Posts Tagged ‘women’s health’
Dr. Bodak has long recognized the associations between dental care and cardiovascular disease. According to study lead author Dr. Timothy Brown, at UC Berkeley’s School of Public Health, “general dental care leads to fewer heart attacks, strokes, and other adverse cardiovascular outcomes in a causal way.” This study asked whether subjects had visited the dentist and whether they had experienced a heart attack, stroke, angina or congestive heart failure during the prior two years. Deaths from heart attacks or strokes were also included in the analysis. The study included other risk factors, such as alcohol and tobacco use, high blood pressure and body mass index.
For dental care to have a protective effect in women, it should occur early in the development of cardiovascular disease. In our Media PA dental office, we stress the importance of preventive services, such as examinations and professional, gentle cleanings at every stage of life. Dr. Bodak recommend twice-yearly visits to to our Media dental office, as well as brushing and flossing at least twice a day. Those wearing dentures should make sure they stay clean to prevent the growth of bacteria.
So, while you are thinking about cutting down on calories, salt and fat in your diet, exercising and controlling your blood pressure to improve your heart health, don’t forget a simple tip to cut your risk of heart disease and stroke by 33% – see your dentist! And don’t forget to SMILE!
So what does that have to do with a dental blog? Plenty. It is all about form, fit and function. While we all love the looks of a great smile, your teeth have an important function; they are designed to bite and chew your food for a lifetime of proper digestion. Just as tap shoes do not transform an elephant into a tap dancer, a mouth full of malpositioned teeth, ill-fitting crowns or loose dentures will not produce an effective bite, which dentists call occlusion. Your teeth, ligaments, nerves, muscles and bone, all working together, control occlusion. Your teeth must be in alignment to withstand the normal pressures of chewing food.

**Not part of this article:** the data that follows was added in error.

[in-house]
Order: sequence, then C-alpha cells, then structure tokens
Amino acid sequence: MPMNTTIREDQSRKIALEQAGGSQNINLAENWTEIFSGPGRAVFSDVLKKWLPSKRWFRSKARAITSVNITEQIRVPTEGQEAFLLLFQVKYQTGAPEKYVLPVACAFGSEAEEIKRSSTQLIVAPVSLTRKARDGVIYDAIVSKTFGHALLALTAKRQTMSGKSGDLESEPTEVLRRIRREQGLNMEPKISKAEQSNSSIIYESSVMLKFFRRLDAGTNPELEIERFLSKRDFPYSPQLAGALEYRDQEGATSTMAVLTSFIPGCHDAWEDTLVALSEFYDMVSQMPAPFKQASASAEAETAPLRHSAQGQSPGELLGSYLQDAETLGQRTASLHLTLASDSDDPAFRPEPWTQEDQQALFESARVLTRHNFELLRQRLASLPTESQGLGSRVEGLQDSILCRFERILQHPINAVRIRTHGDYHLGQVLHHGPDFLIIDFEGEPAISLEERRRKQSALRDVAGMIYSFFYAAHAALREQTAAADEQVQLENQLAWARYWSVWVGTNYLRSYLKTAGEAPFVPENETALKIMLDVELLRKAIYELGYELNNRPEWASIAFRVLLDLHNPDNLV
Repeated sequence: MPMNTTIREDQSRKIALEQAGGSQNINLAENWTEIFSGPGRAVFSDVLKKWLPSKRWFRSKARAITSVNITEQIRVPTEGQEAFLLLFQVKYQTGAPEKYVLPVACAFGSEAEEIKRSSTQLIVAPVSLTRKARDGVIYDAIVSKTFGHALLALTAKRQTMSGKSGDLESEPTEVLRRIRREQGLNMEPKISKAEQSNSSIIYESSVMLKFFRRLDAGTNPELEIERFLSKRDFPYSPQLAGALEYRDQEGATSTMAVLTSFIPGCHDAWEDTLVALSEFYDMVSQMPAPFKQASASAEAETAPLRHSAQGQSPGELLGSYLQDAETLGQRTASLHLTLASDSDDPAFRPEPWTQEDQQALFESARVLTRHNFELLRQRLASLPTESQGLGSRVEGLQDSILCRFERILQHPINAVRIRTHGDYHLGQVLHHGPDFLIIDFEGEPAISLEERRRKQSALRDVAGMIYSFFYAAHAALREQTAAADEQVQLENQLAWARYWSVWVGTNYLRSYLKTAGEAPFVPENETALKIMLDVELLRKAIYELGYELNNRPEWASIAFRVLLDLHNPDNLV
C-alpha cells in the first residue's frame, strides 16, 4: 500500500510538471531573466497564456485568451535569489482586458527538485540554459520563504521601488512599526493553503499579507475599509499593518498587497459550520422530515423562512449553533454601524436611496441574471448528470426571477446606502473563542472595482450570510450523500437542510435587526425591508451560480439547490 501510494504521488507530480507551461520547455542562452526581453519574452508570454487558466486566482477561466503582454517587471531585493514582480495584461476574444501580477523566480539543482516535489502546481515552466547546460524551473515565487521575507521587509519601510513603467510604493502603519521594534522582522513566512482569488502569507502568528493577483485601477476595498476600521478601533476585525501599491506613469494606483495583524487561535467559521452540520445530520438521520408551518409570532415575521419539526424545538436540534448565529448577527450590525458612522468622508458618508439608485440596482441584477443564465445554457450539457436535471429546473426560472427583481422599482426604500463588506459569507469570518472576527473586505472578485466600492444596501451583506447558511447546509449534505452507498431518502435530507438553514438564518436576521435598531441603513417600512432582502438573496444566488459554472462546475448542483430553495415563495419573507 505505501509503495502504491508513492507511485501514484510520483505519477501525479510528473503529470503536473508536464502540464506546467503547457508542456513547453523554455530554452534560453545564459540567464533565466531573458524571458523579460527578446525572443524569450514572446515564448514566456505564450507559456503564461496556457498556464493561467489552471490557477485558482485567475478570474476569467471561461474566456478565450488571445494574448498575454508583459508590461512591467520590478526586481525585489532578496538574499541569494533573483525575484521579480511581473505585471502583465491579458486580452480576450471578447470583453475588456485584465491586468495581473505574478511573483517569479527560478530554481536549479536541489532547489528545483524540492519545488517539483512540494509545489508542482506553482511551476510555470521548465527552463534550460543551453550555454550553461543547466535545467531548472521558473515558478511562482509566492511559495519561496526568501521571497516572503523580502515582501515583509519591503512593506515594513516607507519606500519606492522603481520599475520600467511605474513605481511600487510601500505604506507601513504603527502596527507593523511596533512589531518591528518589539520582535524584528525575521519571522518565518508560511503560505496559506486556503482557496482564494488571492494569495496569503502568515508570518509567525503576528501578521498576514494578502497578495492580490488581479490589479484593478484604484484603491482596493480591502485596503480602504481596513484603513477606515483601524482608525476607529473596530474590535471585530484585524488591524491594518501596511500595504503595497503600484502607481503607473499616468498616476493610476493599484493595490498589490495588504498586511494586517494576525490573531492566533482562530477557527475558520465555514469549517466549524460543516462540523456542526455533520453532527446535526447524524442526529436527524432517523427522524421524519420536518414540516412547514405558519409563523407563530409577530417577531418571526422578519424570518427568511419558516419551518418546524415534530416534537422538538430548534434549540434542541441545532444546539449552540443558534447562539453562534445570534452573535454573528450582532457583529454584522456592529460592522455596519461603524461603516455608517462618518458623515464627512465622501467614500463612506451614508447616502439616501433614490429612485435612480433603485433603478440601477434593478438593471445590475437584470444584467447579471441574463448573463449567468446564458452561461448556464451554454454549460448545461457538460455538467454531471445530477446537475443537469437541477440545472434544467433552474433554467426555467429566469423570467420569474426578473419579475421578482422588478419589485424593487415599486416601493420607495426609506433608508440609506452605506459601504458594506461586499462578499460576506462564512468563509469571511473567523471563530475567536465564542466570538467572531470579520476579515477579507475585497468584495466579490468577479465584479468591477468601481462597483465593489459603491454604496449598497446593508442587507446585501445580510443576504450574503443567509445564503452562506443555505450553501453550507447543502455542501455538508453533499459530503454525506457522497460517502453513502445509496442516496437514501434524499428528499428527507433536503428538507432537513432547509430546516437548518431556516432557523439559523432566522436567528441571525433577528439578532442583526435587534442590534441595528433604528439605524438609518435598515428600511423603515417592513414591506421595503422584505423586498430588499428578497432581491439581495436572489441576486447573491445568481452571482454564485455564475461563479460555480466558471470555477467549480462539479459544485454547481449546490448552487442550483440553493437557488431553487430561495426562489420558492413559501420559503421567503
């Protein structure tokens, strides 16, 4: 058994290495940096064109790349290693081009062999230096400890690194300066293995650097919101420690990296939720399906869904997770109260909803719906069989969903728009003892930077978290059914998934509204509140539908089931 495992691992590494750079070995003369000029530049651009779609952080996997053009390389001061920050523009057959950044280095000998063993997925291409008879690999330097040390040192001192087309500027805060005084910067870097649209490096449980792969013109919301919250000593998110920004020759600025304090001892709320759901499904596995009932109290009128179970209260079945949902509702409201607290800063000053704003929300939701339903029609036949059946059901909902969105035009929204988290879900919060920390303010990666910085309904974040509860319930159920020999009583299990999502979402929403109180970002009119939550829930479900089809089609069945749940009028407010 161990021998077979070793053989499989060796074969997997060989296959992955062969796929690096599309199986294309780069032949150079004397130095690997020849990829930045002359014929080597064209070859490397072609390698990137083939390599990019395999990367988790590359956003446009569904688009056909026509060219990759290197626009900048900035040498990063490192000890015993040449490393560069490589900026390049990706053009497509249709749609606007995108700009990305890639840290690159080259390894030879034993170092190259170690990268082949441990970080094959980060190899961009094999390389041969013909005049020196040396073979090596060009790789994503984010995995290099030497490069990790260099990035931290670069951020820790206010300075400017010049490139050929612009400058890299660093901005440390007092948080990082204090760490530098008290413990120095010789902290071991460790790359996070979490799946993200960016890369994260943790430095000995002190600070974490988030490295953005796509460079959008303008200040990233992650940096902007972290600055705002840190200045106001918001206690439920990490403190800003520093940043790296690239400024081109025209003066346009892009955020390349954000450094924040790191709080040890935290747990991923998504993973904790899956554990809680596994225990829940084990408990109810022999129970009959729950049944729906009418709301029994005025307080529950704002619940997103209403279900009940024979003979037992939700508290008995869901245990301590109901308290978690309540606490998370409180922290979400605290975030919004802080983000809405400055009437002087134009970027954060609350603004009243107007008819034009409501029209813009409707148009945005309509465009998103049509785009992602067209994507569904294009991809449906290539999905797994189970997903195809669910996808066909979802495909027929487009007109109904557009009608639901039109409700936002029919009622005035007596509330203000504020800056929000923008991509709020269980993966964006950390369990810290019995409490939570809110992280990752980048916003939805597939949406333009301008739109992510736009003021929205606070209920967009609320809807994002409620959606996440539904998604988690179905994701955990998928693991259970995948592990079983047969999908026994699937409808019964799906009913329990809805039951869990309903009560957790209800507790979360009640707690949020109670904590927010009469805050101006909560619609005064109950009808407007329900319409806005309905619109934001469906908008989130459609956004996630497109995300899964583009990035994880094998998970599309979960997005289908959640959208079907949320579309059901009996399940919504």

Inch for inch, your jaw muscles are among the most powerful in the human body. Normal chewing places about 70 lbs/sq inch of pressure on the back teeth, and clenching your teeth can increase that force to 150-300 lbs/sq inch. Bruxism is teeth grinding, often during sleep. The forces in bruxism during sleep have been measured at over 1000 lbs/sq inch of force, enough to crush the front end of a car. If normal pressure is applied evenly to your teeth, the force is comfortable. But if you have occlusal problems and all that pressure is applied to just a few spots, the teeth, ligaments and nerves can signal pain. Over time, the tooth absorbing this punishment can fracture.
You may have an unstable bite (malocclusion) due to missing teeth or periodontal disease, or if your teeth are worn down or out of place. Ill-fitting crowns or bridges can also disturb your bite. That powerful force, misdirected due to an incorrect bite, can cause pain and damage to your remaining teeth. The upper and lower teeth should fit together well, without causing your TMJ (temporomandibular joint) to become unstable. TMJ dysfunction can lead to pain in your jaw or face, as well as headaches and other complaints.
If you have an unstable on ineffective bite, bruxism, misaligned teeth or TMJ pain, see your dentist and request a bite analysis. A small adjustment may be all that is needed to correct the situation and prevent problems later. A custom night dental guard can help with bruxism, and other types of dental treatment can improve occlusion. And while we can’t guarantee that a visit to our office will give you a new superpower like tap dancing, we can relieve pain, restore occlusion and allow you to chew your food comfortably again.
You and Your Family Are Eating a Healthy Diet for life, right?
We all know the importance of a diet rich in fruits and vegetables for the health of our digestive and cardiac systems. These essentials provide fiber, water, minerals, vitamins and phytonutrients that help protect our cells. Dentists also recommend firm and crunchy foods, such as apples and vegetables, to stimulate the flow of saliva that helps to clean and protect our teeth.